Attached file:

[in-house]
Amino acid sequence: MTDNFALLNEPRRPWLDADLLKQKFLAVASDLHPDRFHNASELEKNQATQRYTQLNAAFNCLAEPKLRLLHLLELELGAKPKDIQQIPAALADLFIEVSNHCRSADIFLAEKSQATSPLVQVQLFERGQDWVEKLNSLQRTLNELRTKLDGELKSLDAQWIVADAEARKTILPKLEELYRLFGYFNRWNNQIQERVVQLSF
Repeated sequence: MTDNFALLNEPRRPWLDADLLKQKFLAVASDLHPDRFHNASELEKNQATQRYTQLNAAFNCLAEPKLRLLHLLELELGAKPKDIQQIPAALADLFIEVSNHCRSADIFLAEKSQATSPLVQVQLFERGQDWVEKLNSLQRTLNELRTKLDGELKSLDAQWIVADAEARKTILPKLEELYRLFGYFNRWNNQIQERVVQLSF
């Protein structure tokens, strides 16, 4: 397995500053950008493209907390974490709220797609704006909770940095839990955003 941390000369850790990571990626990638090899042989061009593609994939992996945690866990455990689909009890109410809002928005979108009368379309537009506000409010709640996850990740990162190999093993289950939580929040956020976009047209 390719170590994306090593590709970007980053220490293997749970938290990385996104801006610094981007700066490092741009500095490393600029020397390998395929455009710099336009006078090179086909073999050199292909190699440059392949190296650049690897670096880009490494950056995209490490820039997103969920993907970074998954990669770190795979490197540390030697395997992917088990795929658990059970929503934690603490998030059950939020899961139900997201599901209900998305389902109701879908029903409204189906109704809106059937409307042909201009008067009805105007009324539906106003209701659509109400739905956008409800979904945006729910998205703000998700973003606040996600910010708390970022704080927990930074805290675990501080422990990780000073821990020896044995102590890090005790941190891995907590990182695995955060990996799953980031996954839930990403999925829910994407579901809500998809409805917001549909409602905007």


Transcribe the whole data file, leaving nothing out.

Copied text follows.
[in-house]
Amino acid sequence: MTDNFALLNEPRRPWLDADLLKQKFLAVASDLHPDRFHNASELEKNQATQRYTQLNAAFNCLAEPKLRLLHLLELELGAKPKDIQQIPAALADLFIEVSNHCRSADIFLAEKSQATSPLVQVQLFERGQDWVEKLNSLQRTLNELRTKLDGELKSLDAQWIVADAEARKTILPKLEELYRLFGYFNRWNNQIQERVVQLSF
Repeated sequence: MTDNFALLNEPRRPWLDADLLKQKFLAVASDLHPDRFHNASELEKNQATQRYTQLNAAFNCLAEPKLRLLHLLELELGAKPKDIQQIPAALADLFIEVSNHCRSADIFLAEKSQATSPLVQVQLFERGQDWVEKLNSLQRTLNELRTKLDGELKSLDAQWIVADAEARKTILPKLEELYRLFGYFNRWNNQIQERVVQLSF
């Protein structure tokens, strides 16, 4: 397995500053950008493209907390974490709220797609704006909770940095839990955003 941390000369850790990571990626990638090899042989061009593609994939992996945690866990455990689909009890109410809002928005979108009368379309537009506000409010709640996850990740990162190999093993289950939580929040956020976009047209 390719170590994306090593590709970007980053220490293997749970938290990385996104801006610094981007700066490092741009500095490393600029020397390998395929455009710099336009006078090179086909073999050199292909190699440059392949190296650049690897670096880009490494950056995209490490820039997103969920993907970074998954990669770190795979490197540390030697395997992917088990795929658990059970929503934690603490998030059950939020899961139900997201599901209900998305389902109701879908029903409204189906109704809106059937409307042909201009008067009805105007009324539906106003209701659509109400739905956008409800979904945006729910998205703000998700973003606040996600910010708390970022704080927990930074805290675990501080422990990780000073821990020896044995102590890090005790941190891995907590990182695995955060990996799953980031996954839930990403999925829910994407579901809500998809409805917001549909409602905007």